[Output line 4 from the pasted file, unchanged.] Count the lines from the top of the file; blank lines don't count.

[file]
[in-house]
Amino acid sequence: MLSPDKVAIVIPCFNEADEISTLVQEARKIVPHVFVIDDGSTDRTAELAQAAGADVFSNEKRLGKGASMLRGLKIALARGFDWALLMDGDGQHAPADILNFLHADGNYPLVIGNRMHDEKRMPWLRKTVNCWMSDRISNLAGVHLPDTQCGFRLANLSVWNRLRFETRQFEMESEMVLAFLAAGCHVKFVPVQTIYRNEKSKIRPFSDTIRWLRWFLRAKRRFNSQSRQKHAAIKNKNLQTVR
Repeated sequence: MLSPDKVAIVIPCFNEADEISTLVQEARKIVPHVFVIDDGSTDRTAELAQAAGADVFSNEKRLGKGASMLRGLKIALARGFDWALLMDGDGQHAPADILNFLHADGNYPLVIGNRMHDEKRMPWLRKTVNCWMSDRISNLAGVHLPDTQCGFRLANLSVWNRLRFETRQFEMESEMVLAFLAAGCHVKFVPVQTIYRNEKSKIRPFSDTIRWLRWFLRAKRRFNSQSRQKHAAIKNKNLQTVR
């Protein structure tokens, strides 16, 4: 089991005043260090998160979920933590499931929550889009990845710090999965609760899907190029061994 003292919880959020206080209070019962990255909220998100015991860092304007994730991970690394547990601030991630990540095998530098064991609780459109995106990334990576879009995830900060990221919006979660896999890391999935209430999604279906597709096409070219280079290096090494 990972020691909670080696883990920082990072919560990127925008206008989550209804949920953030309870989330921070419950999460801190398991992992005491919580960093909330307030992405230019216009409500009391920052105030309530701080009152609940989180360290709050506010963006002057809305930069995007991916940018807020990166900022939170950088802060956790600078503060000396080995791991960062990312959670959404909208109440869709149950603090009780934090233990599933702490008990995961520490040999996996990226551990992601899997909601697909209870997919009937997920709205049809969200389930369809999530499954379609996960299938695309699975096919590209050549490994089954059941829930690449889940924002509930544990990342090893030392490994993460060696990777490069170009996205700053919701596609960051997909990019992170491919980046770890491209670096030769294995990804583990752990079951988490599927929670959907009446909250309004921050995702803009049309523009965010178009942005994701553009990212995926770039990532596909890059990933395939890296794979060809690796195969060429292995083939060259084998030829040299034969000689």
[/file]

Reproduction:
């Protein structure tokens, strides 16, 4: 089991005043260090998160979920933590499931929550889009990845710090999965609760899907190029061994 003292919880959020206080209070019962990255909220998100015991860092304007994730991970690394547990601030991630990540095998530098064991609780459109995106990334990576879009995830900060990221919006979660896999890391999935209430999604279906597709096409070219280079290096090494 990972020691909670080696883990920082990072919560990127925008206008989550209804949920953030309870989330921070419950999460801190398991992992005491919580960093909330307030992405230019216009409500009391920052105030309530701080009152609940989180360290709050506010963006002057809305930069995007991916940018807020990166900022939170950088802060956790600078503060000396080995791991960062990312959670959404909208109440869709149950603090009780934090233990599933702490008990995961520490040999996996990226551990992601899997909601697909209870997919009937997920709205049809969200389930369809999530499954379609996960299938695309699975096919590209050549490994089954059941829930690449889940924002509930544990990342090893030392490994993460060696990777490069170009996205700053919701596609960051997909990019992170491919980046770890491209670096030769294995990804583990752990079951988490599927929670959907009446909250309004921050995702803009049309523009965010178009942005994701553009990212995926770039990532596909890059990933395939890296794979060809690796195969060429292995083939060259084998030829040299034969000689």